Lord Mulholland
Senator of the College of Justice
Assumed office
15 December 2016
Nominated byNicola Sturgeon
As First Minister
MonarchElizabeth II
Preceded byLord Stewart
Lord Advocate
In office
19 May 2011 – 1 June 2016
MonarchElizabeth II
First MinisterAlex Salmond
Nicola Sturgeon
DeputyLesley Thomson
(Solicitor General)
Preceded byElish Angiolini
Succeeded byJames Wolffe
Solicitor General for Scotland
In office
19 May 2007 – 19 May 2011
First MinisterJack McConnell
Alex Salmond
Preceded byJohn Beckett
Succeeded byLesley Thomson
Personal details
Francis Mulholland[1]

(1959-04-18) 18 April 1959 (age 62)
Coatbridge, Lanarkshire
Political partyNone[2]
Alma materUniversity of Aberdeen (LL.B., Dip.L.P.) University of Edinburgh (MBA)
ProfessionLawyer Judge

Francis Mulholland, Lord Mulholland, CBE, PC, QC (born 18 April 1959) is a Scottish judge who has been a Senator of the College of Justice since 2016. He previously served from 2011 to 2016 as Lord Advocate, one of the Great Officers of State of Scotland and the country's chief Law Officer, and as Solicitor General, the junior Law Officer.[3]

He was the first Advocate Depute and Senior Advocate Depute appointed from within the Procurator Fiscal Service, and only the second non-advocate appointed to the office of Lord Advocate, the first being his predecessor, Elish Angiolini. He was installed as a Senator of the College of Justice in December 2016,[4] having served as a temporary judge for the previous 3 months.[5]

During his career he appeared for the Crown in the 2004 Glasgow Ice Cream Wars appeals, prosecuted the significant HM Advocate v Transco case in 2005, the first ever prosecution of a public limited company for culpable homicide in the country, and oversaw prosecution of the infamous 2007 World's End murder trial, which collapsed due to insufficient evidence and resulted in a public dispute between the Lord Advocate of the time, Elish Angiolini, and the Lord Justice General, Lord Hamilton.[citation needed]

Early life

Mulholland was born on 18 April 1959 in Coatbridge,[6] to Charles and Jean Mulholland. He attended St Bernard's Primary School and Columba High School (now defunct) in Coatbridge. He studied at the School of Law of the University of Aberdeen, graduating with an LL.B. in 1981 and Diploma in Legal Practice in 1982, and completed his traineeship with Bird, Semple and Crawford Herron, Solicitors, Glasgow, being admitted as a solicitor in 1984, at which time he joined the Procurator Fiscal Service.[3]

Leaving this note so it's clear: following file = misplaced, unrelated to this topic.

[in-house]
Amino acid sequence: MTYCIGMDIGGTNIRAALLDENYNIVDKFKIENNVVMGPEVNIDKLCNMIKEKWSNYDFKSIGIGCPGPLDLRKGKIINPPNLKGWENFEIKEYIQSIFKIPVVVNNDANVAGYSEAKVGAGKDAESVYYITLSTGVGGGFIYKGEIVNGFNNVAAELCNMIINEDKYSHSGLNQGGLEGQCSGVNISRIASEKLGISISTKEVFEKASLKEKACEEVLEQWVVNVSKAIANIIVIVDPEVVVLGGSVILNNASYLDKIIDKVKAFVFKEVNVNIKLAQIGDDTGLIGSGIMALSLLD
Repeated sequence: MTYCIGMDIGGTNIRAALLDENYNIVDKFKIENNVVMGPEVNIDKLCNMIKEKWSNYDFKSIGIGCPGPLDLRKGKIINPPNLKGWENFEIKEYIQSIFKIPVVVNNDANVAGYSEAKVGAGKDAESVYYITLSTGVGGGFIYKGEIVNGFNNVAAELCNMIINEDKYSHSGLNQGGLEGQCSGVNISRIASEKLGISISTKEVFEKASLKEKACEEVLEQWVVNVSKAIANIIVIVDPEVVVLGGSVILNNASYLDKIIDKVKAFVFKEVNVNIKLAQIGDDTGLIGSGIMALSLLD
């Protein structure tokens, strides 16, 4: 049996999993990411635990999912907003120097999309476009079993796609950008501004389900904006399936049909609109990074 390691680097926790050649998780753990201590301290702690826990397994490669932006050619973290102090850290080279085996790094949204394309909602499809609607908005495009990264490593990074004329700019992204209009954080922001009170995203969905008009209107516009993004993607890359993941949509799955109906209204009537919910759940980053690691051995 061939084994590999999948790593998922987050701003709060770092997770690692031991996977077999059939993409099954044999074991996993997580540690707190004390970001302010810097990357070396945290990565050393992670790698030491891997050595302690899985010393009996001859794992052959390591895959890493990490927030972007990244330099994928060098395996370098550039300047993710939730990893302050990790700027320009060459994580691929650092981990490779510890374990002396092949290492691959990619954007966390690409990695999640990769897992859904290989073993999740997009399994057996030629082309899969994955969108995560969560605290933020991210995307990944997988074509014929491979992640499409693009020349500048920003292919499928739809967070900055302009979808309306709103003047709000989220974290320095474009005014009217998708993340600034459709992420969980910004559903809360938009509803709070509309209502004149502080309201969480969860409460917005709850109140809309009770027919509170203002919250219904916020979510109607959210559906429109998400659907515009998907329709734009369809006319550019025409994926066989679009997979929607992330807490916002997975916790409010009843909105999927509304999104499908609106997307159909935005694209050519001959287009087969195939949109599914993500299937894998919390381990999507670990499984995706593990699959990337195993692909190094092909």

Mulholland's first posting was as a Procurator Fiscal Depute at Greenock, before being transferred to the same post at Glasgow in 1987.[3] He remained there until 1991, when he was transferred to the Crown Office, working as a solicitor in the High Court Unit.[3] He became a Notary Public (NP) in 1992 and joined the Society of Solicitors in the Supreme Courts of Scotland in 1993.[6] In 1994, he moved from the Crown Office's High Court Unit to its Appeals Unit, and in 1995 qualified as a solicitor-advocate.[2]

In 1997, he became the first member of the Procurator Fiscal service to be appointed an Advocate Depute,[3] a lawyer charged with prosecuting in the High Court in the name of the Lord Advocate. He also graduated that year from the University of Edinburgh with a degree of Master of Business Administration (MBA).[6] He became Assistant Procurator Fiscal at Edinburgh in 1999 and District Procurator Fiscal in 2000.[3]

He remained in office at Edinburgh until 2003, when he returned to the ranks of Crown Counsel as the Senior Advocate Depute. He prosecuted the significant HM Advocate v Transco plc case, the first ever prosecution of a public limited company for culpable homicide in Scotland, and represented the Crown in the successful 2004 appeals by Thomas Campbell and Joe Steele, convicted over the so-called Glasgow Ice Cream Wars. He was appointed Queens Counsel (QC) in 2005,[6] in the same round of appointments as John Beckett, whom he would later succeed as Solicitor General.[7]